SPRINGFIELD  –  Illinois’ public sector unions, and the state’s Democratic Senate president, are trumpeting a new pension reform proposal.

By Benjamin Yount

SPRINGFIELD  –  Illinois’ public sector unions, and the state’s Democratic Senate president, are trumpeting a new pension reform proposal.

Senate President John Cullerton unveiled the plan backed by Illinois’ major public sector unions, chief among them the American Federation of State, County, and Municipal Employees, Monday evening.

The proposal is vastly different than a plan from Illinois’ top Democrat, House Speaker Mike Madigan, which cleared the other half of the General Assembly last week.

Here are the five things you need to know about the union plan.


Cullerton said the union-backed plan will save about $46 billion over the next 30 years, and close to $850 million next year alone. The House plan would save nearly three times that, saving just under $150 billion over the next few decades. But Cullerton said if the courts strike down the House plan, Illinois saves nothing.

Illinois needs to save as much as it can on pensions. The state’s five retirement systems are the worst in the nation. Illinois owes nearly $130 billion, and will pay close to $8 billion for pensions next year.


Cullertton has said for months that the only way Illinois can reform its pensions is to give public workers a choice. The union-backed plan gives employees a number of choices.

Workers can choose lower cost of living adjustments but keep their access to state health insurance and have all raises and salary increases added to their pensions.

Or workers can keep their existing three percent, compounding COLA in exchange for giving up access to state subsidized health care and not see their salary increases added to their pensions.

Or workers can choose to delay their COLA’s, pay two percent more toward their retirement and keep both their access to health insurance and their raises.

The House plan would impose COLA reform on all employees, force workers to pay two percent more for their pensions, and require some workers to stay on the job longer.


Illinois’ constitution protects public worker pensions, which is why it has been so tough to reform them.

Cullerton insists the union plan, and its choice component, is constitutional.

It may, or may not be. But the courts will not decide.

Cullerton said the unions have promised not to sue the state if the choice plan becomes law.

“We must calculate the risk associated with passing a plan that could save zero if the court throws it out. We need to remember that the unilateral approach is a gamble,” Cullerton said in a statement. “Betting against the constitution is risky.”


The union plan, as anyone would expect, is much softer on public employees than the legislation from the House.

Cullerton insists that giving employees a choice will make it easier to reform pensions.

“The unions are supportive of this bill, they will lobby for it,” Cullerton added. “Virtually every Democrat…will support this.”

Cullerton said the swift movement from the House drove the unions to the bargaining table.

The House approved its pension reforms last Thursday, the unions leaked word of their proposal the next day.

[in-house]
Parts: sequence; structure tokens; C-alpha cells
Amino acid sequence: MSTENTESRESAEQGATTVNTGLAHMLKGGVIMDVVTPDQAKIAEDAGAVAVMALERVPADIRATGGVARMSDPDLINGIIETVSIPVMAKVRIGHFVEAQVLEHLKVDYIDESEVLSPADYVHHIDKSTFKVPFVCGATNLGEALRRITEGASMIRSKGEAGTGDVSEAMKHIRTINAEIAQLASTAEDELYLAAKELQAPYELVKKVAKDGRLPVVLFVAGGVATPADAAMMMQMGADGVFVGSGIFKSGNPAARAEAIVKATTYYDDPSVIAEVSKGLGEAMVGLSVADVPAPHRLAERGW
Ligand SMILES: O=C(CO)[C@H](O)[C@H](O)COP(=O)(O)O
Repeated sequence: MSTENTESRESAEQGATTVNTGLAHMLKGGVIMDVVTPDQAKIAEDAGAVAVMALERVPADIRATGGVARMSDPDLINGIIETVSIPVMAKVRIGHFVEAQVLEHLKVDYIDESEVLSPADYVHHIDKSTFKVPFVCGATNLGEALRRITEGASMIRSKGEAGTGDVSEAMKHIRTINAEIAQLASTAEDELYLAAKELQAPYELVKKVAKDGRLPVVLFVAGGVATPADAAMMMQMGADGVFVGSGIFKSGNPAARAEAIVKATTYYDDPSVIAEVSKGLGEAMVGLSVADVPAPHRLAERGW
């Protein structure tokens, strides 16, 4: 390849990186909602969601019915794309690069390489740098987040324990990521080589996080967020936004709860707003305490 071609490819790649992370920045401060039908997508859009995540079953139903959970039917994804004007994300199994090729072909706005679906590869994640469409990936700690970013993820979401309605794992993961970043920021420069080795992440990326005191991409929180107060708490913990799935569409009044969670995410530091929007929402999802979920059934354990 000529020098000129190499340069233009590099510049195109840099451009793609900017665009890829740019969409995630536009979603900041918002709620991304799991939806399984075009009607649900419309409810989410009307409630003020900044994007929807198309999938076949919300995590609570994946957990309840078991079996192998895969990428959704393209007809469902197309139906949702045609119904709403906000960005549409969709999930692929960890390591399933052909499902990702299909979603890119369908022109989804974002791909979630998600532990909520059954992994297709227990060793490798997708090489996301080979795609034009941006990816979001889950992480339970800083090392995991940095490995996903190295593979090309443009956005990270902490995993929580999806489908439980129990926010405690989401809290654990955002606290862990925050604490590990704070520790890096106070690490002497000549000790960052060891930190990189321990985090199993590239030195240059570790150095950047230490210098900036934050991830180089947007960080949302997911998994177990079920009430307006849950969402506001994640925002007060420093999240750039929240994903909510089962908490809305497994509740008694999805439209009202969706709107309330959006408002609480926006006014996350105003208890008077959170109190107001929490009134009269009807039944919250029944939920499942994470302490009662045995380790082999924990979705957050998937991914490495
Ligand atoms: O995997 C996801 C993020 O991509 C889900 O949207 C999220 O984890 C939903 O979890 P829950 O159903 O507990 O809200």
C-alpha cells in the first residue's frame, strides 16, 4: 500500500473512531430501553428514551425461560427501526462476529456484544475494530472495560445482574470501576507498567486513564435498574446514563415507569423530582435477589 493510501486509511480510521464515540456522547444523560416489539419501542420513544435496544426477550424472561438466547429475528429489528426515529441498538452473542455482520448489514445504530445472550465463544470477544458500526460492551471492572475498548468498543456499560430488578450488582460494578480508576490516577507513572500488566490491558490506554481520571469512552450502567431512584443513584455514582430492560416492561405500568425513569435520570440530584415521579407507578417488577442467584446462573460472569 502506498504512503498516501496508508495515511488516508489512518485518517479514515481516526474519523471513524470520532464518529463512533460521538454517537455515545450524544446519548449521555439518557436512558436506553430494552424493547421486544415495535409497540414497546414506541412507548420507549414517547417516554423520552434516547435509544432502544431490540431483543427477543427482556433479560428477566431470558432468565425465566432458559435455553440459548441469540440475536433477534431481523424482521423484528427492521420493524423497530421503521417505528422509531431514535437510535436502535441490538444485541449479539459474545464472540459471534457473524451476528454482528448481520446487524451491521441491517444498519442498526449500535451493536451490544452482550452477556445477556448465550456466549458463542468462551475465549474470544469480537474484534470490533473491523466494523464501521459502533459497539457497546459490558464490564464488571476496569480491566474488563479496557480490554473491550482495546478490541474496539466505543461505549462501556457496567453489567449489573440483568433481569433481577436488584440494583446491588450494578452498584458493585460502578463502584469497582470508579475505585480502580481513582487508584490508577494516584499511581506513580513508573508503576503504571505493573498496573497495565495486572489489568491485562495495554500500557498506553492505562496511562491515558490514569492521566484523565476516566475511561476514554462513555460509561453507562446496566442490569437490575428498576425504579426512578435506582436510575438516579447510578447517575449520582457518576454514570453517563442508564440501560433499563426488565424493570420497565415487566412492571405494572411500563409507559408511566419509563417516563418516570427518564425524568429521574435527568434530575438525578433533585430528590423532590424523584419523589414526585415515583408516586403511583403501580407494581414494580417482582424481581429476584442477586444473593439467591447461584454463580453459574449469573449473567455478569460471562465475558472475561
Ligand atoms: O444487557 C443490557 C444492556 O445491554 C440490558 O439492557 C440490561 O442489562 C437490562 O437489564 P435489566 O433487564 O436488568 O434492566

While the Senate President sounds confident, Illinois’ public sector unions sound defiant.

“This agreement is our coalition’s bottom line,” Mike Carrigan the head of Illinois’ AFL-CIO and the We Are One Illinois Coalition said Monday. “The union coalition has made a great effort to ensure fairness for the public employees and retirees who did not cause this problem, to ensure the stability of the pension systems.”

The union coalition has said in the past that Illinois should raise taxes before it looks to cut pension benefits.

But the bottom line may be that the unions are stalling.

Madigan, last week, accused AFSCME chief Henry Bayer of trying to delay pension reform by dragging out negotiations.

Cullerton said he hopes to call the union backed plan for a vote Thursday.

Illinois lawmakers have set a May 31 deadline to agree on pension reform, and send it to Gov. Pat Quinn.

Watch more from Cullerton:

Contact reporter Benjamon Yount at

Bill Smith is the editor and publisher of Evanston Now.

Join the Conversation


  1. One fact about Madigan’s bill

    One fact about Madigan's bill:  It will not save ANY money as it will not pass Constitutional muster.

    “No principle of law permits us to suspend  constitutional requirements for economic reasons, no matter how compelling those reasons may seem.” –  Illinois Supreme Court in Jorgensen v. Blagojevich


  2. Thats a plan?

    Cullerton says he has a plan with a $850 million savings next year, totaling all of 46 billion over the next 30 years.  But gee whiz, we have a  $130 billion and rising problem today, here and now. 

    Golly, lets get out the calculator to figure out how well his solution adds up, or, er, simply doesn't add up.

    Cullerton is and always has been a purchased and back pocketed union hack and this more of the same kick the can nonsense simply proves it.

    And the courts, well gee, don't they run in elections, basically they get appointed and then slated and supported in their election runs along partisan party lines?  Hmmmm, democrat majority on that court. 

    And the unions give over 98% of their political contributions to which party?   It's so damn broken.   

    1. Golly, those teachers paid

      Golly, those teachers paid 9.4% of their salary into the pension fund for their entire career. And, gee whiz, every time they negotiated a contract, they were reminded that the money the state was paying into the pension fund was part of their salary. Except, jeepers, the state did't put the money in the pension fund. Haven't people gone to prison for stealing from pension funds?

      Jeepers,unless they had enough to set up another fund, like a 403b, the pension as all they have. Too bad their pension fund was robbed by the state of Illinois and used for other things. If the state had followed the law, there would be no problem. 

      But golly, there must be some way to blame workers and unions.